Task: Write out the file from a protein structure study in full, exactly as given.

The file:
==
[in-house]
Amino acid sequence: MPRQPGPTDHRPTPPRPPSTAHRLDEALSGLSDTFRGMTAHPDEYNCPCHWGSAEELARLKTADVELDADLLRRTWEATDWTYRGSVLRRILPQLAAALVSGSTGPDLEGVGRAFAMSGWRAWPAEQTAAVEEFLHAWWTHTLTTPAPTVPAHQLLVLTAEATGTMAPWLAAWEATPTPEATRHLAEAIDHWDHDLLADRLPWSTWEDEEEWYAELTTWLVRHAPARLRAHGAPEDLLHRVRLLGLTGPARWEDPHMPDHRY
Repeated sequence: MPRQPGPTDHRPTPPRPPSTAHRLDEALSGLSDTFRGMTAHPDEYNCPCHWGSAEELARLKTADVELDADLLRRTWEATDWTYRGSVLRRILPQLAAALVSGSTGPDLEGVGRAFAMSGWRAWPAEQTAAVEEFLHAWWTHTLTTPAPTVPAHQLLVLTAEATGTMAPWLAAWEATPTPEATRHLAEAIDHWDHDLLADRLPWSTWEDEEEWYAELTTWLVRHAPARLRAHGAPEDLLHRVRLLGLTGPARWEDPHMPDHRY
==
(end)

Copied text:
[in-house]
Amino acid sequence: MPRQPGPTDHRPTPPRPPSTAHRLDEALSGLSDTFRGMTAHPDEYNCPCHWGSAEELARLKTADVELDADLLRRTWEATDWTYRGSVLRRILPQLAAALVSGSTGPDLEGVGRAFAMSGWRAWPAEQTAAVEEFLHAWWTHTLTTPAPTVPAHQLLVLTAEATGTMAPWLAAWEATPTPEATRHLAEAIDHWDHDLLADRLPWSTWEDEEEWYAELTTWLVRHAPARLRAHGAPEDLLHRVRLLGLTGPARWEDPHMPDHRY
Repeated sequence: MPRQPGPTDHRPTPPRPPSTAHRLDEALSGLSDTFRGMTAHPDEYNCPCHWGSAEELARLKTADVELDADLLRRTWEATDWTYRGSVLRRILPQLAAALVSGSTGPDLEGVGRAFAMSGWRAWPAEQTAAVEEFLHAWWTHTLTTPAPTVPAHQLLVLTAEATGTMAPWLAAWEATPTPEATRHLAEAIDHWDHDLLADRLPWSTWEDEEEWYAELTTWLVRHAPARLRAHGAPEDLLHRVRLLGLTGPARWEDPHMPDHRY